cittá dei mosaici
05.11.2008 - 05.11.2008 15 °C
In the fifth century AD, as the Western Roman Empire collapsed among the barbarian hordes, most imperial and papal business moved out of the actual city of Rome to newer, cleaner, more defensible, less swamp-ridden locations like Milan and Ravenna, built near the headquarters of the Roman fleet on the Adriatic in Classis. When Rome was sacked and the last Western emperor removed, the Eastern (Byzantine) empire retained a toehold in Ravenna, from which they occasionally waged wars up and down the peninsula in an effort to reconquer Italy from the Germans. It didn't work, but they left stunning works of late Roman architecture and art behind them. Most famously, the mosaics, in five different sites in the city. I took pictures, but it doesn't really work. The churches are dark, you can't use a flash, and even if you did, they're too massive for a handheld camera to illuminate. The best result follows, it's from Sant'Apollinare Nuovo a block or two from the hotel.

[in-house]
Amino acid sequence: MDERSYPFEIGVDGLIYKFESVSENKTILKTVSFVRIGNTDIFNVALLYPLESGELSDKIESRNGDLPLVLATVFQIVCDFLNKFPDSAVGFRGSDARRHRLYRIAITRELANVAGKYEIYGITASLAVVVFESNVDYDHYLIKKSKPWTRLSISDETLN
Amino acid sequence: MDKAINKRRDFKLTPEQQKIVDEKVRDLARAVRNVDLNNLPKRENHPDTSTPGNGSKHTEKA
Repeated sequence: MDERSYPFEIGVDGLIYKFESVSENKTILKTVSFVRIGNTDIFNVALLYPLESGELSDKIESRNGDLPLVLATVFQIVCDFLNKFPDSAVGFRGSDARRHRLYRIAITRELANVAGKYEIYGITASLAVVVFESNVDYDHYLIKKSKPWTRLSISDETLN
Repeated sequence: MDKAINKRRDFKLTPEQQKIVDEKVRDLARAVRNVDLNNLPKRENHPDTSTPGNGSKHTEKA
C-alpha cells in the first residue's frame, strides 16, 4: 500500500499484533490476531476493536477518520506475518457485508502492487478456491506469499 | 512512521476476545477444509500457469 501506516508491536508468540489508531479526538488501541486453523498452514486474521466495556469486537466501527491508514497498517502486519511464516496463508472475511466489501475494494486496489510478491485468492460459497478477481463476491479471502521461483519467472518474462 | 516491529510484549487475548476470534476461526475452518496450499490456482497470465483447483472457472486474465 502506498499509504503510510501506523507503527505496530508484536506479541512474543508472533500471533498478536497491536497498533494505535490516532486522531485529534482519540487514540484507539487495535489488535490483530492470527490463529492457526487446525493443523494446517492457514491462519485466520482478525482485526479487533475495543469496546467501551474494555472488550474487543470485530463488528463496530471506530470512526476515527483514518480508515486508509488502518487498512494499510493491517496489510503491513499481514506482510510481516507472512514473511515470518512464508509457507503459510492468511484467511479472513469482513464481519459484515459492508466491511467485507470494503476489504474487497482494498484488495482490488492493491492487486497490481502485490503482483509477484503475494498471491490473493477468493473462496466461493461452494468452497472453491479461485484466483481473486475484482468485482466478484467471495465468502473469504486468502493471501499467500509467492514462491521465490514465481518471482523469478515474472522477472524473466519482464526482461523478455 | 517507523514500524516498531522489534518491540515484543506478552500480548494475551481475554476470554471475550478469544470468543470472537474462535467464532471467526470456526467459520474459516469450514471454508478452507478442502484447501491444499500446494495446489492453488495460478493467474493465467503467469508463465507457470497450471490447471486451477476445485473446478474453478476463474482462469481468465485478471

The mosaic pieces are gold, it's about ten feet high, it's about one tenth of one side of the church, and there are mosaics above and below it. The scope is breathtaking.
The architecture itself is novel, if less stunning. The church of San Vitale was built by the Byzantine emperor Justinian the Great -- his portrait is inside as a twenty-foot high mosaic -- and it was constructed before the design of a church was a completely settled issue. It's octagonal on the outside, with buttresses to support the multiple levels of domes.
Lots of walking around gawking at ancient history can make you hungry. We popped into Ca de Ven (Romagnolo dialect for 'House of Wine') for dinner.
Colleen had gnocchi with spinach and gorgonzola.
I had a duck risotto.
We split a cheese course for dessert.